North Bondi House, a new single residential dwelling atop the sea cliffs of Ben Buckler Point, overlooks the Pacific Ocean to the east and Bondi Beach and the city to the west. Conceived as a series of platforms, the 2-storey, split-level house frames and sequences these incredible views. A central void contains a folded-steel stair that ascends and connects the platforms, revealing a sequence of views through the house. The act of clambering over coastal rock platforms is written into this plan's story.
This image underpins the project's response to its unique topography, a response realised in 2 distinct moves. First, an entry sequence that closely follows natural site contours. Visitors, entering by a path along the site's northern boundary, traverse a stair tracking the natural rock line, to arrive at a stone platform with side-long views back over Bondi Beach. Second, a constructed platform extends a clear horizontal line from the interior living spaces to the sea cliff edge. The flatness of this plateau-like ground plane affords an infinite horizon view from deep within the plan. Large-volume envelopes, correlating to high land costs, characterize the Hastings Parade streetscape.
To counter this, we sought to modulate the project's composition and restore a sense of the domestic. At the lower level, a board-marked concrete balcony and garden project forward, bringing the scale down to street level. The upper volume composed of fine steel frames, offset against its masonry base, affords northern light to southern neighbours, and reduces the building’s bulk from Hastings Parade.
In order to take full advantage of the views on both sides of the house, the program is divided diagonally in section: On the ground floor, the kitchen, dining and living room are oriented east to the sea-cliffs; and an upper living room, connected via the split level, woks like a viewing deck to capture west views over Bondi Beach. The plan revolves around a north facing central void that cuts through the levels and brings natural light deep into the plan. The folded spiral stair creates a single point of vertical circulation that connects the programs of the house. The living room and master bedroom of the house’s upper volume open onto louvred balconies. User-controlled shaded spaces, they enhance privacy without compromising outlook.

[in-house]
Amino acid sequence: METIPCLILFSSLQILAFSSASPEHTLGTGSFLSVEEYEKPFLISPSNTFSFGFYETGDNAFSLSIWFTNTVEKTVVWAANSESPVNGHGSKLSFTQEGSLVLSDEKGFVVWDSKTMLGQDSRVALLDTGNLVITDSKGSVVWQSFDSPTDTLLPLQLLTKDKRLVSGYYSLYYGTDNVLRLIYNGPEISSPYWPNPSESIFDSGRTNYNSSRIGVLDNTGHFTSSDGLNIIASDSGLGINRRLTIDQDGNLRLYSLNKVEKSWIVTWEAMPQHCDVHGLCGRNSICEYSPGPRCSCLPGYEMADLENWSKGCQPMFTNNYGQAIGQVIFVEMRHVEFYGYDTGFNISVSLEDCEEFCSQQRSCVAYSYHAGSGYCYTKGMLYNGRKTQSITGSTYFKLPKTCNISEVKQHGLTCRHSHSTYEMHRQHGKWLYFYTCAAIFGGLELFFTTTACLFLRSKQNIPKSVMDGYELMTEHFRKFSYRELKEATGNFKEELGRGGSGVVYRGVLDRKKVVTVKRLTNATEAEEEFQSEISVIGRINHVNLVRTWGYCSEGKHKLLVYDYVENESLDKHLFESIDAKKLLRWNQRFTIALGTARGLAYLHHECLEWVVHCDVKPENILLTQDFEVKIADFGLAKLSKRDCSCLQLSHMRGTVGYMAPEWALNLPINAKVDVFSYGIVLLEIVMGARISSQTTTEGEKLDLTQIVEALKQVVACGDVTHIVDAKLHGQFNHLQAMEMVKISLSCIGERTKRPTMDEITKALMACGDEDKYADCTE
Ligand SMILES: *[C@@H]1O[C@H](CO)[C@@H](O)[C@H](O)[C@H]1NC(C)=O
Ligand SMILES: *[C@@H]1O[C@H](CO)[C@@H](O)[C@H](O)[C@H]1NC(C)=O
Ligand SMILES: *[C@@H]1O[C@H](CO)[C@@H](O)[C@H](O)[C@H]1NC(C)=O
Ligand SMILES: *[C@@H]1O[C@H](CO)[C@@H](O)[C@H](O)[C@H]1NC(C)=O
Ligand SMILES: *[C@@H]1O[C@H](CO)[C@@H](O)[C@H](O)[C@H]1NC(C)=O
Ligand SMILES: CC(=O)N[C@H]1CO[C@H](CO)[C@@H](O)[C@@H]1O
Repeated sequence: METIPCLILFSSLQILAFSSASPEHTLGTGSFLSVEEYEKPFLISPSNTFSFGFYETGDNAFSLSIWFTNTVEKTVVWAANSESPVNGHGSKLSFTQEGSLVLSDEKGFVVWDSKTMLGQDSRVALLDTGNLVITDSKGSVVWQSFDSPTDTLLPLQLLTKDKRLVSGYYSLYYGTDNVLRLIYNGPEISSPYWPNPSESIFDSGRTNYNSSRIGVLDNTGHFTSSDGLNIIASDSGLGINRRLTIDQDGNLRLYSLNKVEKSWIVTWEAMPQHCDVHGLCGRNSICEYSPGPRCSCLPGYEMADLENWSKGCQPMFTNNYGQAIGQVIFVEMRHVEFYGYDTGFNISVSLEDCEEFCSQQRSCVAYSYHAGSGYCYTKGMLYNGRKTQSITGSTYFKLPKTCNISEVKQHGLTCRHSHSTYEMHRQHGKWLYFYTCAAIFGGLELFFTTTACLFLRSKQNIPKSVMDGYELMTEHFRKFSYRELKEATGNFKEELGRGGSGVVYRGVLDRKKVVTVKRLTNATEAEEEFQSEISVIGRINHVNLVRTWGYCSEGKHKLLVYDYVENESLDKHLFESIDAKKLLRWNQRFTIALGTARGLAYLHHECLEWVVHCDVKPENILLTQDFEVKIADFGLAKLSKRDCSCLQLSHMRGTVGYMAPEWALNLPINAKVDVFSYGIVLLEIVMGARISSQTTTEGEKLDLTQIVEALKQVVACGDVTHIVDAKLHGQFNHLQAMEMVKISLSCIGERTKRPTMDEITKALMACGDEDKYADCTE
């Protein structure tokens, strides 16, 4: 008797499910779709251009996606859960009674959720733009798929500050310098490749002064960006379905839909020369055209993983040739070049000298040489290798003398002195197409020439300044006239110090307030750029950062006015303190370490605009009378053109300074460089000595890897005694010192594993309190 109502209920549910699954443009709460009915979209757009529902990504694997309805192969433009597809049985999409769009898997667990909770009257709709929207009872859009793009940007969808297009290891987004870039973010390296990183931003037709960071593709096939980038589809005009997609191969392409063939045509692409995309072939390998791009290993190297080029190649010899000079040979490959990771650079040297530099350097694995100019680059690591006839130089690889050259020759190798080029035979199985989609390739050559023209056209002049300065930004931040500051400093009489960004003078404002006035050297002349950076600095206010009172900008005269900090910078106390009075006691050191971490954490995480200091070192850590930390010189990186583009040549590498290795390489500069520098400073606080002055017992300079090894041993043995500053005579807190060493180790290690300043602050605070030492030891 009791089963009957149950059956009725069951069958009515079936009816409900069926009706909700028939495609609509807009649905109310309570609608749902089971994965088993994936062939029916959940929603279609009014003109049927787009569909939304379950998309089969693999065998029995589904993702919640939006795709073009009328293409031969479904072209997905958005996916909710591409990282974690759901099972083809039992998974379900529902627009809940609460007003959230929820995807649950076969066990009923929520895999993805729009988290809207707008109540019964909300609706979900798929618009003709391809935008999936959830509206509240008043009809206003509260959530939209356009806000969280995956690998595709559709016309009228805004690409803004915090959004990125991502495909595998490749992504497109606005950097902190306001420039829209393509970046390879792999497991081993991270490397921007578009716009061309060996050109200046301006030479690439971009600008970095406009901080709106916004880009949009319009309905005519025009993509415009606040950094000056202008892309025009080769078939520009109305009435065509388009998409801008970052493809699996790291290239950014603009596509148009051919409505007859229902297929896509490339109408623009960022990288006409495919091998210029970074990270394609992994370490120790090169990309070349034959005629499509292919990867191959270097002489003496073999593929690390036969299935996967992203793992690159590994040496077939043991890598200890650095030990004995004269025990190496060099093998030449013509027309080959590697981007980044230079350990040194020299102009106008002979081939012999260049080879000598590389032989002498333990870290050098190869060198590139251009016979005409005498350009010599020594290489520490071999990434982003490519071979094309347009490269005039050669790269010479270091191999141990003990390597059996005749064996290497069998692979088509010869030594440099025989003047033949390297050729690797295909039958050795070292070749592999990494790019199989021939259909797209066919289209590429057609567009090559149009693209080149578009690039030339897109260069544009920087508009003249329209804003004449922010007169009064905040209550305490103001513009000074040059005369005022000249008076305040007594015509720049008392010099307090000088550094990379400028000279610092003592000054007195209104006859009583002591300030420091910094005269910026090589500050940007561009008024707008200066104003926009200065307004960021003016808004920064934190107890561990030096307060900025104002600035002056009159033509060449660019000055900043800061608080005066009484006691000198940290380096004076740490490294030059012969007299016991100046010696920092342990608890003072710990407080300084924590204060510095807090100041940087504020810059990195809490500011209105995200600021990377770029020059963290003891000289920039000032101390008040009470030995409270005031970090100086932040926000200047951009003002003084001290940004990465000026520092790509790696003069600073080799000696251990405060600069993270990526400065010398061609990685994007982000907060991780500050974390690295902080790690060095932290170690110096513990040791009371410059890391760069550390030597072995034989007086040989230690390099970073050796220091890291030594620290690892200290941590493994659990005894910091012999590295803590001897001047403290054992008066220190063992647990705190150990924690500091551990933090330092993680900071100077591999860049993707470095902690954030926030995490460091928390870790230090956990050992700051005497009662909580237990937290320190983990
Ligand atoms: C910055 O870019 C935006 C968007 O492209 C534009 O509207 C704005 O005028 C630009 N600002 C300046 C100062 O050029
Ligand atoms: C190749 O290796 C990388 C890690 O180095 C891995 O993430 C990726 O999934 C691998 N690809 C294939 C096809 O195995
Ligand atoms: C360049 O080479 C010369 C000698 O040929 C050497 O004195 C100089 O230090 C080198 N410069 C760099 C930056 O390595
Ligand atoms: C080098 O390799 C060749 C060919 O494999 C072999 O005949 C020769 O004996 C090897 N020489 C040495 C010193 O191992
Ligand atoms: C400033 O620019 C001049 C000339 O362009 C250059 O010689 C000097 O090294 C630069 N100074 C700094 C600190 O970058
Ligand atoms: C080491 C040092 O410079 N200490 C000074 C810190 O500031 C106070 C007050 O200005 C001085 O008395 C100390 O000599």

Integrated and allied disciplines
The living room's north-western corner opens onto a balcony, creating a large louvred room. We worked with SDA Structures to achieve a structure-free corner, enhancing this extension of living to the outdoors.
The cost of building in Sydney’s residential sector is at an all-time high. Cost control was achieved with a careful selection of materials and monitoring design decisions throughout the process. Considering the site’s difficult access, costs were kept below $5700/m2, representing a relative good value outcome.
Response to client and user needs
Given the high-salt environment of the location, the selection of materials was critical. Exposed white face brick walls removes the need for additional paint and finishing. The brickwork is complemented by natural limestone and spotted gum hardwood floors, selected for durability with minimum finishing. The house’s split program achieves additional privacy for the master bedroom without compromising access to views; three children each have excellent access to views over Bondi, while the parents look out over the Pacific Ocean.
Colorbond Award for Steel Architecture Statement
Steel is featured extensively in the expression of both the façade and interior of the house at Ben Buckler. The 2 storey atrium is detailed using hot rolled steel sections of flats and angles. The result is a delicate, slender expression that is only possible with steel. The upper level balconies and screens share the fine steel detailing, and express a lightness against the weight of the masonry walls below. The structure has been fully hot-dip-galvanised and finished with micaceous oxide paint to withstand the environment. Inside, a w folded-steel stair takes pride of place, dramatically rising 3 levels through the central void, it connects all the programs of the house with a single bold gesture. Steel is also used for the fireplace joinery where its elemental appearance is key to the overall materials palette.
The project is designed to be naturally conditioned and provide year-round thermal comfort, obviating the need for costly, energy-intensive air conditioning. On the upper levels, operable external blinds control shade and privacy. They keep the house cool in summer without inhibiting solar access in winter. Likewise, large openings along the north, east and west let in cooling sea breezes and purge hot air in warmer months. Exposed brick walls and the insulated concrete ground slab add thermal mass, regulating internal temperature. Hydronic underfloor heating provides energy-efficient heating in cooler months. The 6.1kW roof-mounted photovoltaic panels and battery storage future-proof the house, reducing reliance on increasingly costly, emissions-intensive grid power.
Sited atop a Sydney sea cliff, the project responds to the unique topography of Ben Buckler point, closely following the site's natural contours. Its design optimises stunning, uninterrupted views of the Pacific Ocean to the east, and panoramas of Bondi Beach and the city to the west. Split across three levels, the house has a central void to bring natural light deep into the plan. Its folded steel stair connects the levels, framing a sequence of views. The project's simple material palette features exposed white brick walls, complemented by natural limestone and spotted gum hardwood floors. Visually, the 'lightness' of fine steel detailing for openings and balconies counter the heft of masonry walls.